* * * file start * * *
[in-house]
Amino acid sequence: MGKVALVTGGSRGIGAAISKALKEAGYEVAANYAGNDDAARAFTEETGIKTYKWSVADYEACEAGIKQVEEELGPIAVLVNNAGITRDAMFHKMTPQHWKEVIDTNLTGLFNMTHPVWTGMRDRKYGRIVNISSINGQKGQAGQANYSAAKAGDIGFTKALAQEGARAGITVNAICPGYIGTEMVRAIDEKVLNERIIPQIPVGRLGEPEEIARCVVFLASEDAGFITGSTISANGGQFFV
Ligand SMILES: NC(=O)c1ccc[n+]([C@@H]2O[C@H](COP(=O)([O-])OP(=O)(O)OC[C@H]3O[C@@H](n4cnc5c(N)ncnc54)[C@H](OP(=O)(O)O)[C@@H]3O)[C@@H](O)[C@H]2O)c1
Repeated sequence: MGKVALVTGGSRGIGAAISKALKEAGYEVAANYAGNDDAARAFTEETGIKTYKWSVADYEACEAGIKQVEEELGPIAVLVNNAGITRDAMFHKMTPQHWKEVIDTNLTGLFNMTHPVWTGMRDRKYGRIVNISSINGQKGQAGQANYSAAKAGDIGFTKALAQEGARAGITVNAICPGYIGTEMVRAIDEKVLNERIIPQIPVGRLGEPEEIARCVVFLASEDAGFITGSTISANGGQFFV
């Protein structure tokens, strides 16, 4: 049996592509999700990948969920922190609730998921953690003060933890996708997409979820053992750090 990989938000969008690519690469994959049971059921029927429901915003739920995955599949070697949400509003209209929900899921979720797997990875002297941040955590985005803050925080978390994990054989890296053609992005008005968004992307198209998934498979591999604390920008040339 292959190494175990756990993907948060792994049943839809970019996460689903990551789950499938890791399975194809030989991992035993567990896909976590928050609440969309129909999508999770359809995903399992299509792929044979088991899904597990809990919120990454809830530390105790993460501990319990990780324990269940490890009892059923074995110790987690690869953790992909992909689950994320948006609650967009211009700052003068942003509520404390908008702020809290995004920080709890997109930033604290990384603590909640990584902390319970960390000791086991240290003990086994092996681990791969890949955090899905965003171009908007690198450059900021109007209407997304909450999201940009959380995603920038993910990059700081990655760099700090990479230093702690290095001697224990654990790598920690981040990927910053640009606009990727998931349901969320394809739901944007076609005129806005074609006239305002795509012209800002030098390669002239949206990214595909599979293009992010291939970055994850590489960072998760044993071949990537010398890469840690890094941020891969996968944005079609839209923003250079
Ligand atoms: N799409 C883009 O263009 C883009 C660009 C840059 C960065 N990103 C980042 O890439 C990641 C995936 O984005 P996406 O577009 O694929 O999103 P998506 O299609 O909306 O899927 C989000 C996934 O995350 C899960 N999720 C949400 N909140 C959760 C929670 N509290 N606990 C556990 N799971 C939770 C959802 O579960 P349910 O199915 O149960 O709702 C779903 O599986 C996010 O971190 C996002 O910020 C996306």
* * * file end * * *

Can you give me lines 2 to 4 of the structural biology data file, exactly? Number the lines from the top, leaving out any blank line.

Amino acid sequence: MGKVALVTGGSRGIGAAISKALKEAGYEVAANYAGNDDAARAFTEETGIKTYKWSVADYEACEAGIKQVEEELGPIAVLVNNAGITRDAMFHKMTPQHWKEVIDTNLTGLFNMTHPVWTGMRDRKYGRIVNISSINGQKGQAGQANYSAAKAGDIGFTKALAQEGARAGITVNAICPGYIGTEMVRAIDEKVLNERIIPQIPVGRLGEPEEIARCVVFLASEDAGFITGSTISANGGQFFV
Ligand SMILES: NC(=O)c1ccc[n+]([C@@H]2O[C@H](COP(=O)([O-])OP(=O)(O)OC[C@H]3O[C@@H](n4cnc5c(N)ncnc54)[C@H](OP(=O)(O)O)[C@@H]3O)[C@@H](O)[C@H]2O)c1
Repeated sequence: MGKVALVTGGSRGIGAAISKALKEAGYEVAANYAGNDDAARAFTEETGIKTYKWSVADYEACEAGIKQVEEELGPIAVLVNNAGITRDAMFHKMTPQHWKEVIDTNLTGLFNMTHPVWTGMRDRKYGRIVNISSINGQKGQAGQANYSAAKAGDIGFTKALAQEGARAGITVNAICPGYIGTEMVRAIDEKVLNERIIPQIPVGRLGEPEEIARCVVFLASEDAGFITGSTISANGGQFFV